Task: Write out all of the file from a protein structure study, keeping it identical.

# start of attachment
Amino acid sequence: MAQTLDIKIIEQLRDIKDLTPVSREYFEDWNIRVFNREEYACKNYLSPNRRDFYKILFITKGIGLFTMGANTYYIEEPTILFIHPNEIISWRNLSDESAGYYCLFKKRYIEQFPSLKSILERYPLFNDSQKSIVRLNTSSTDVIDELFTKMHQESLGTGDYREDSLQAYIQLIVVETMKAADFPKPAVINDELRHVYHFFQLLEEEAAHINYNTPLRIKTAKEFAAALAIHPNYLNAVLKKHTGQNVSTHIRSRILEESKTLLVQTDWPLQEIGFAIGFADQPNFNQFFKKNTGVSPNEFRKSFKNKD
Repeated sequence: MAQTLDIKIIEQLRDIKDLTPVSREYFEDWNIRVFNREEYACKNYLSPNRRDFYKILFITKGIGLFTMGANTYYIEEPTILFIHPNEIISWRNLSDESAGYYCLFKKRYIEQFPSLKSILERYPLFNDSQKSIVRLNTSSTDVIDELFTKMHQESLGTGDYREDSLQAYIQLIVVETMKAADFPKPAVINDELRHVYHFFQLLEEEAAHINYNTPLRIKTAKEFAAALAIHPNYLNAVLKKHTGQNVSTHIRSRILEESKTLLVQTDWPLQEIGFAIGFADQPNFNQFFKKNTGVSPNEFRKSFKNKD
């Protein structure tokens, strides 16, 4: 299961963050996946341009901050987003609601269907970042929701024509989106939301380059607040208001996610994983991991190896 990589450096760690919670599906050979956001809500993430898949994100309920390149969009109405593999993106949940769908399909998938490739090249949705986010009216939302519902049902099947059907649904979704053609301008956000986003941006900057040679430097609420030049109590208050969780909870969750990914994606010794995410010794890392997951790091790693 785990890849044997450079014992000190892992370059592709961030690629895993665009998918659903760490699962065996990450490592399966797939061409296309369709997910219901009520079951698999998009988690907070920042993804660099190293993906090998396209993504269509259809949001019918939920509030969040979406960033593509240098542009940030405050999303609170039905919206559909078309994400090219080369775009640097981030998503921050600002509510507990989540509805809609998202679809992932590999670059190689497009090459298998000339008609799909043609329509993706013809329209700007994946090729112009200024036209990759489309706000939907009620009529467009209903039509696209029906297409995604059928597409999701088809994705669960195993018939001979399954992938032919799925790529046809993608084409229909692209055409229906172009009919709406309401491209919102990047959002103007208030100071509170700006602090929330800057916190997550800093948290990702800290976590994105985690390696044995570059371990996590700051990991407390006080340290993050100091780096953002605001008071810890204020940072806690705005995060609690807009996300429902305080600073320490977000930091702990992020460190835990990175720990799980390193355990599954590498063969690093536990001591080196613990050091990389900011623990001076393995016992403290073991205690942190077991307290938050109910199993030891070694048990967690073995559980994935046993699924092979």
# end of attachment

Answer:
Amino acid sequence: MAQTLDIKIIEQLRDIKDLTPVSREYFEDWNIRVFNREEYACKNYLSPNRRDFYKILFITKGIGLFTMGANTYYIEEPTILFIHPNEIISWRNLSDESAGYYCLFKKRYIEQFPSLKSILERYPLFNDSQKSIVRLNTSSTDVIDELFTKMHQESLGTGDYREDSLQAYIQLIVVETMKAADFPKPAVINDELRHVYHFFQLLEEEAAHINYNTPLRIKTAKEFAAALAIHPNYLNAVLKKHTGQNVSTHIRSRILEESKTLLVQTDWPLQEIGFAIGFADQPNFNQFFKKNTGVSPNEFRKSFKNKD
Repeated sequence: MAQTLDIKIIEQLRDIKDLTPVSREYFEDWNIRVFNREEYACKNYLSPNRRDFYKILFITKGIGLFTMGANTYYIEEPTILFIHPNEIISWRNLSDESAGYYCLFKKRYIEQFPSLKSILERYPLFNDSQKSIVRLNTSSTDVIDELFTKMHQESLGTGDYREDSLQAYIQLIVVETMKAADFPKPAVINDELRHVYHFFQLLEEEAAHINYNTPLRIKTAKEFAAALAIHPNYLNAVLKKHTGQNVSTHIRSRILEESKTLLVQTDWPLQEIGFAIGFADQPNFNQFFKKNTGVSPNEFRKSFKNKD
């Protein structure tokens, strides 16, 4: 299961963050996946341009901050987003609601269907970042929701024509989106939301380059607040208001996610994983991991190896 990589450096760690919670599906050979956001809500993430898949994100309920390149969009109405593999993106949940769908399909998938490739090249949705986010009216939302519902049902099947059907649904979704053609301008956000986003941006900057040679430097609420030049109590208050969780909870969750990914994606010794995410010794890392997951790091790693 785990890849044997450079014992000190892992370059592709961030690629895993665009998918659903760490699962065996990450490592399966797939061409296309369709997910219901009520079951698999998009988690907070920042993804660099190293993906090998396209993504269509259809949001019918939920509030969040979406960033593509240098542009940030405050999303609170039905919206559909078309994400090219080369775009640097981030998503921050600002509510507990989540509805809609998202679809992932590999670059190689497009090459298998000339008609799909043609329509993706013809329209700007994946090729112009200024036209990759489309706000939907009620009529467009209903039509696209029906297409995604059928597409999701088809994705669960195993018939001979399954992938032919799925790529046809993608084409229909692209055409229906172009009919709406309401491209919102990047959002103007208030100071509170700006602090929330800057916190997550800093948290990702800290976590994105985690390696044995570059371990996590700051990991407390006080340290993050100091780096953002605001008071810890204020940072806690705005995060609690807009996300429902305080600073320490977000930091702990992020460190835990990175720990799980390193355990599954590498063969690093536990001591080196613990050091990389900011623990001076393995016992403290073991205690942190077991307290938050109910199993030891070694048990967690073995559980994935046993699924092979």